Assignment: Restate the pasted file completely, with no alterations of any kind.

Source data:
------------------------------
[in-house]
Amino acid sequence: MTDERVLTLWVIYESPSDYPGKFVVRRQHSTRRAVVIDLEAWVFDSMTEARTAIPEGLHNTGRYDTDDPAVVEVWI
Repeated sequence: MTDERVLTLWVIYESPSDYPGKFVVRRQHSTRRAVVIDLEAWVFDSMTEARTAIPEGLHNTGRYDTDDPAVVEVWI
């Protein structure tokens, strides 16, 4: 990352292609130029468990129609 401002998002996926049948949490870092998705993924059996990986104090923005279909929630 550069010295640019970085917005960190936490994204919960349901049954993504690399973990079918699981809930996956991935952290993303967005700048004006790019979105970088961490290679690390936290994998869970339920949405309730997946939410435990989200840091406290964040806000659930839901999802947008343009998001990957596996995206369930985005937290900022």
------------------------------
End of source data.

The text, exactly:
[in-house]
Amino acid sequence: MTDERVLTLWVIYESPSDYPGKFVVRRQHSTRRAVVIDLEAWVFDSMTEARTAIPEGLHNTGRYDTDDPAVVEVWI
Repeated sequence: MTDERVLTLWVIYESPSDYPGKFVVRRQHSTRRAVVIDLEAWVFDSMTEARTAIPEGLHNTGRYDTDDPAVVEVWI
């Protein structure tokens, strides 16, 4: 990352292609130029468990129609 401002998002996926049948949490870092998705993924059996990986104090923005279909929630 550069010295640019970085917005960190936490994204919960349901049954993504690399973990079918699981809930996956991935952290993303967005700048004006790019979105970088961490290679690390936290994998869970339920949405309730997946939410435990989200840091406290964040806000659930839901999802947008343009998001990957596996995206369930985005937290900022």